Throughout my nineteen-year teaching career, I have taught English in three countries abroad and Spanish in five states here in the United States. The youngest students were in a third-grade English course in Spain and the oldest students were in a community college class in Rancho Cordoba, California. With such diverse groups, I have maintained success in teaching by considering the following three points as my foundation: 1) a positive learning environment 2) consistency and equality, and 3) a student-centered classroom.
In my opinion, the central goal of a professor is to create a positive learning environment. To do this, I work diligently to ensure tight group cohesion, especially in the beginning. By establishing a positive group identity, the students feel more relaxed and at ease. For example, I enjoy arriving early and chatting with individual students about their classes, hobbies, etc and then incorporating that information into the class lesson or mentioning it in front of the group; whether it is a birthday, birth of a child or a photo of them in the school newspaper, I try to bring attention to the good fortunes and accomplishments of my students in front of the group. For me personally, I think the highest compliment a student can pay is telling (or showing) me that s/he really wants to be in the classroom and looks forward to coming each and every day.
Pertaining to consistency, I refer to two areas. First, I refer to consistency with the target language. If the students are to gain respect for the language learning in general, the target language and the different cultures of the target language, then all facets of the learning process must be done in the target language. By teaching about Spanish in English, we as promoters of the language are doing our students a disservice. In my class, I always stress the utter importance of a Spanish-speaking atmosphere and the students flourish in it. I promote office hours and e-mail as avenues through which the students can ask questions or discuss any matter in English, if they wish.
Second, I refer to the style of instruction of the professor. It is crucial that we teach in a way that reflects our personality. That is, if we give rules we do not enforce or pretend to know things we really do not, the students will be able to detect superficiality and insincerity quite easily. Students always know what to expect and how I carry myself in the classroom.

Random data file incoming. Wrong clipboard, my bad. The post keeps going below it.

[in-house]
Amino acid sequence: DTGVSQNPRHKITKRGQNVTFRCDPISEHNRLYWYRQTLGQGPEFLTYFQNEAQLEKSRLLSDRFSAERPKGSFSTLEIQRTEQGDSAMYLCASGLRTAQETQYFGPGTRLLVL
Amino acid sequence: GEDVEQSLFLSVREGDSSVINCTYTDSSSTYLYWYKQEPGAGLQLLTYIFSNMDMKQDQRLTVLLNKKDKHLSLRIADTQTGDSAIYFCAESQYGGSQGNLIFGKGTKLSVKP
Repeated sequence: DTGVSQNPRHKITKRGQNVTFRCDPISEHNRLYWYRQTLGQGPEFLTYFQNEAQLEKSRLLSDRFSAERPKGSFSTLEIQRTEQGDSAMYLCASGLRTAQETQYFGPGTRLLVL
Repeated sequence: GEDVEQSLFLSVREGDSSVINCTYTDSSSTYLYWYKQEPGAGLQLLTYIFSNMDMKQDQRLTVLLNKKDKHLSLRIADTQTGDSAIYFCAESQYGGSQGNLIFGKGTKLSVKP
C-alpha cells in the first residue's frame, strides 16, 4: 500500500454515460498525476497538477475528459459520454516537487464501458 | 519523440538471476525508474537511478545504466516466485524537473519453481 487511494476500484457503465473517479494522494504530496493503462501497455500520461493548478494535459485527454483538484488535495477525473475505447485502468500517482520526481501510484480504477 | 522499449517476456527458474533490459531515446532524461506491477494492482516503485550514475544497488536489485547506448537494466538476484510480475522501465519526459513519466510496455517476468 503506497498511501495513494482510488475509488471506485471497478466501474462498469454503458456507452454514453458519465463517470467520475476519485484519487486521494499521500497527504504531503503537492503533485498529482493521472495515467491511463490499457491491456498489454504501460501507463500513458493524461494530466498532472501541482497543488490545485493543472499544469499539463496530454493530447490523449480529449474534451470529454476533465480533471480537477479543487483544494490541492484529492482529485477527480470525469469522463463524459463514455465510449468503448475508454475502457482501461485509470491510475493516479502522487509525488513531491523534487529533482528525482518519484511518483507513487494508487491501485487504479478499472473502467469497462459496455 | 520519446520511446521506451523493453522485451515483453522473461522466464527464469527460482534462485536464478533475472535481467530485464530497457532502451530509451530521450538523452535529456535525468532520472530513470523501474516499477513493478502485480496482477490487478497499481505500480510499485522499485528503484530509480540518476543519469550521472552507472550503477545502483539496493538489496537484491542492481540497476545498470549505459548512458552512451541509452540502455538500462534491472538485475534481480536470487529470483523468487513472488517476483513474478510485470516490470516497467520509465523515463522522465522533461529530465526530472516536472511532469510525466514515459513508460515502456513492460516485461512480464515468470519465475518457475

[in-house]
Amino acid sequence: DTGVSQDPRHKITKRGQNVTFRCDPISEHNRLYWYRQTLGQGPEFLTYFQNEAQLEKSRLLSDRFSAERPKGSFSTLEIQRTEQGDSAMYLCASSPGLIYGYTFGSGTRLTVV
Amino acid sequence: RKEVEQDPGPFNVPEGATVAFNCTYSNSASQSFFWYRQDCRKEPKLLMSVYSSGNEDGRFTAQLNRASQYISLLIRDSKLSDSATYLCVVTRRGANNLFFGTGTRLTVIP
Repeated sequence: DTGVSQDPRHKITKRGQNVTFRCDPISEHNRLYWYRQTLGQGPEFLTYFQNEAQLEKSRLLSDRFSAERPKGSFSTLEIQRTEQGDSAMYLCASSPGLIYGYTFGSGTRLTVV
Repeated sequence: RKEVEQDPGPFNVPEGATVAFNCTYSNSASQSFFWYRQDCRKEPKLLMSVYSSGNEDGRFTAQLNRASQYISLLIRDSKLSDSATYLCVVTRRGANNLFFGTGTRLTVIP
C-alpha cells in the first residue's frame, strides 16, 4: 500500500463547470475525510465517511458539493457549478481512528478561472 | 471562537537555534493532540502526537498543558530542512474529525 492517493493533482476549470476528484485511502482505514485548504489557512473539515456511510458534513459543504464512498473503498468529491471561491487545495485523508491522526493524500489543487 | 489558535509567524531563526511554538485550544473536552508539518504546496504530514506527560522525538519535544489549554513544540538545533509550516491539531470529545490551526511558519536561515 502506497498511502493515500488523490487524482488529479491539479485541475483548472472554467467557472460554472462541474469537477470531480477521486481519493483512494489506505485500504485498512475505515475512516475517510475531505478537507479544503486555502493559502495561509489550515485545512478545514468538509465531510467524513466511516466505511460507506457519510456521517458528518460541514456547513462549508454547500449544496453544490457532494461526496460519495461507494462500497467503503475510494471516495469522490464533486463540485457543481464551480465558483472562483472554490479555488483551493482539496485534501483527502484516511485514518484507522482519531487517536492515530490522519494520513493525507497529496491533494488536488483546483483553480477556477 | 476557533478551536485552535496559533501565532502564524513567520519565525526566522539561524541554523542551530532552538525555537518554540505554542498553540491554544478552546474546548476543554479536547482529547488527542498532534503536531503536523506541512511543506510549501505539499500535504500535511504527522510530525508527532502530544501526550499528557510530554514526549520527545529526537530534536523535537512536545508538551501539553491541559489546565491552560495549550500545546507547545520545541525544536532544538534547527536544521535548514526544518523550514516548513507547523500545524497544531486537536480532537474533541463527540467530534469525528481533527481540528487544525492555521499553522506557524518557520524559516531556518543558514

A core element of my teaching is equality. I am a strict egalitarian and I lay out clearly in my syllabi rules that equally apply to everyone. All of us lead quite busy lives and therefore, I offer ‘safety valves’ in the class for everyone in the class and not on a case-by-case basis. Students appreciate knowing that they will be treated equally and that there are clear policies laid out in the syllabus that help all of us maintain equality.
Lastly, I must say that after observing many teaching styles throughout the years, I have noticed that many educators suffer from what is called the ‘Atlas Complex.’ The ‘Atlas Complex’ occurs when teachers want to put the world on their shoulders and carry the load by keeping the focus on them. Students often become complacent and bored because they want to engage in the language. When I walk by classes here, almost invariably I only hear lecture. Though that certainly has its importance, students appreciate my courses because I give them as much opportunity as I can for them to produce and practice the language.